Epson to woo inkjet market

By : |May 26, 2003 0

BANGALORE: Epson Technologies, the Japanese printer giant, is planning to target MFDs and large formats printers besides renewing its thrust in the ink jet market with the introduction of several new models over the next few years. The company claims that these models would be backed not only by developments in technology, but also by a hard-pushing marketing strategy.

According to the company’s Business Manager Consumer (Inkjet) Suresh Govindachari, “We were active in the DMP(Dot Matrix Printer) segment. With our next few introductions in the ink jet market we plan to make up for our late entry in the segment and win ourselves a large chunk of the market share.”

Future models from Epson, in the entry level and MFD segments of ink jets, will have DURABrite, the pigment ink developed and patented by them. Epson claims that print outs from the ink, which combine properties of dye and pigment inks, can last without fading for up to 80 years. The ink is presently available on one model each of the specified segments–C82 and CX5100.

The dual advantages of increased quality with improved cost effectiveness offered by pigment inks will be the driving force behind Epson’s efforts in the large format printer area too.

“The large format market is something we are taking tiny steps into. We have chosen to enter the market one segment at a time as each segment has variable needs for printers. We are now focusing on the newspaper and pre-press industry. Both of these need innumerable color print-outs, preferably on newsprint, for proofing before sending to actual print and Epson’s large format printers are capable of providing that,” said Govindachari.

Even as Epson’s market share grew from 17 percent to 20 percent over the last financial year, a mere technological advantage will not help them in threatening HP with 55 percent of the inkjet market. Considering the change in market perceptions with people increasingly interested in laser printers, a relentless marketing initiative might be the key to ensuring Epson’s goal of renewing the ink jet market. And the company has one all ready.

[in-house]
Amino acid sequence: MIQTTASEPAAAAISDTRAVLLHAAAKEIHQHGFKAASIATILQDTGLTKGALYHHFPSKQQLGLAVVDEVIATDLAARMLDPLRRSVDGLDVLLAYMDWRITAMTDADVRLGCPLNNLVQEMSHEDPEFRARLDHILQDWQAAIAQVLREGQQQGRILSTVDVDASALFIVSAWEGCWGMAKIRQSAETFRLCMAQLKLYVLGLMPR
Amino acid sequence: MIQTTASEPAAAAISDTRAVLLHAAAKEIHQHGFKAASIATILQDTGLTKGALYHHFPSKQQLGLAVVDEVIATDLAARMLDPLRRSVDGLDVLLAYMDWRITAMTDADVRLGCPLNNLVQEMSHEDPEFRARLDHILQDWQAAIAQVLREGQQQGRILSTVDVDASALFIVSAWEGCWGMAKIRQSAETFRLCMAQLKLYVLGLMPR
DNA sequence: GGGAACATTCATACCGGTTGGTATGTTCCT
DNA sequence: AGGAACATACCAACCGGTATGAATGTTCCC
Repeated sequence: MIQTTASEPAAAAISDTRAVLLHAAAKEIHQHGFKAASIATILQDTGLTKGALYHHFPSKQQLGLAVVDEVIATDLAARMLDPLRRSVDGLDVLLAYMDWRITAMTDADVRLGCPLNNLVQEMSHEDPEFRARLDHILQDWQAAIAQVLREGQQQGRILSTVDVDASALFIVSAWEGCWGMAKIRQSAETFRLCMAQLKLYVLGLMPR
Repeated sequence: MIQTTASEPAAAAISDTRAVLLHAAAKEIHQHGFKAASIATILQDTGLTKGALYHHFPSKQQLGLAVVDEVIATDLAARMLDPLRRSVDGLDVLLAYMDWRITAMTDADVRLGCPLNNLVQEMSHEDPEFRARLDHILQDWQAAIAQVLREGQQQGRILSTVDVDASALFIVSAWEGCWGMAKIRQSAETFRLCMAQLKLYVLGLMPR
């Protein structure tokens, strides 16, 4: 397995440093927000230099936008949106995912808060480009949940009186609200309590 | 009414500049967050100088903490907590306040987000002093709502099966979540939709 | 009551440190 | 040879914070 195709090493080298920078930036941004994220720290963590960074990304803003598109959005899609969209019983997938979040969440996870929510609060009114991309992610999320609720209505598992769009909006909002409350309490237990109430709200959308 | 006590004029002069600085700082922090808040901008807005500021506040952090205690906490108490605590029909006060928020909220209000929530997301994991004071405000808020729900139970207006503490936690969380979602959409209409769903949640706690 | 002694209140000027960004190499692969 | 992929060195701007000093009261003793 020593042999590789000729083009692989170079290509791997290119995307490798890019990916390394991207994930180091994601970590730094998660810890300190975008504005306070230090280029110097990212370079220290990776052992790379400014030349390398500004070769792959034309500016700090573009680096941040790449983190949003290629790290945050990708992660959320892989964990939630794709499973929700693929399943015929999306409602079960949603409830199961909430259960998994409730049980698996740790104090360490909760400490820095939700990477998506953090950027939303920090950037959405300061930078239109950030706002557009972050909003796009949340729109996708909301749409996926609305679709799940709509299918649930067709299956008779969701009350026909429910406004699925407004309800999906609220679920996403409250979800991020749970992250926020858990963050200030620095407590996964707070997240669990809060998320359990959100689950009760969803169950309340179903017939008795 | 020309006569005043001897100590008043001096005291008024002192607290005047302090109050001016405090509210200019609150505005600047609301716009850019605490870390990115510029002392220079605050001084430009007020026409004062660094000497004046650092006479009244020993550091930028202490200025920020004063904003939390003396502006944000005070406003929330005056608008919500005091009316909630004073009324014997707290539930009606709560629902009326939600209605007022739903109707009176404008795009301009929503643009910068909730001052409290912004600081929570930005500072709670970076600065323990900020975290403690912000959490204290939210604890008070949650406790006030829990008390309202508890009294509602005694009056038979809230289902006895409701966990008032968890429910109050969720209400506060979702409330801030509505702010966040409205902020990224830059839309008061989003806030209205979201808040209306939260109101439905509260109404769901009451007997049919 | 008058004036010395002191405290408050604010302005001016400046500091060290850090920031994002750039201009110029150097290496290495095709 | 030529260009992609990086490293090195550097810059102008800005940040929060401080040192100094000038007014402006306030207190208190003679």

Commenting on the company’s marketing strategy, which will deal with printer segments in different ways, Govindachari said, “While the entry level market will be tackled with aggressive pricing, the large format segment will be addressed by direct approach to identified user groups. An example of this would be the company’s identification of the jewelry industry as a user group, followed by the establishment of centers in areas where the industry thrives, including Coimbatore, to address customer needs on their own turf. We are also on the constant look out for new user groups in various industries.”

As for MFDs, Epson plans to take the offer route, with programs including exchange of old ink jet printers, while it tries to identify the segment that will be the driving force for this technology.

“The coming year will see the numbers in terms of volumes still being dictated by entry level ink jet printers. But we believe that large format and MFD’s will come to play a huge role and that’s why we are increasingly turning our attention to that segment. After all, we wouldn’t want to miss that boat when it comes along,” said Govindachari.

Apart from this, Epson will attempt to provide better after-sales service — one of the biggest areas of dissatisfaction among customers today. With 120 service centres spread across the country, Epson has also set up home-offices in smaller cities to take care of their channels.

Speaking on Epson’s attempts to open up markets in the photo printer segment, Govindachari said, “There are more than 100,000 potential studios across the country many of who will be ready to consider a technological upgrade that reduces their work tenfold while cutting down their costs. We are in the process of developing programs for this end customer.”

With DMP sales falling every year and the layman yet not convinced about an MFD or a laser printer, Epson’s drive to reinstate inkjets on top of the line might hit potluck. But what with Samsung pushing up the laser market relentlessly and HP ruling the roost in ink jets comfortably, the going might be tougher than it seems.

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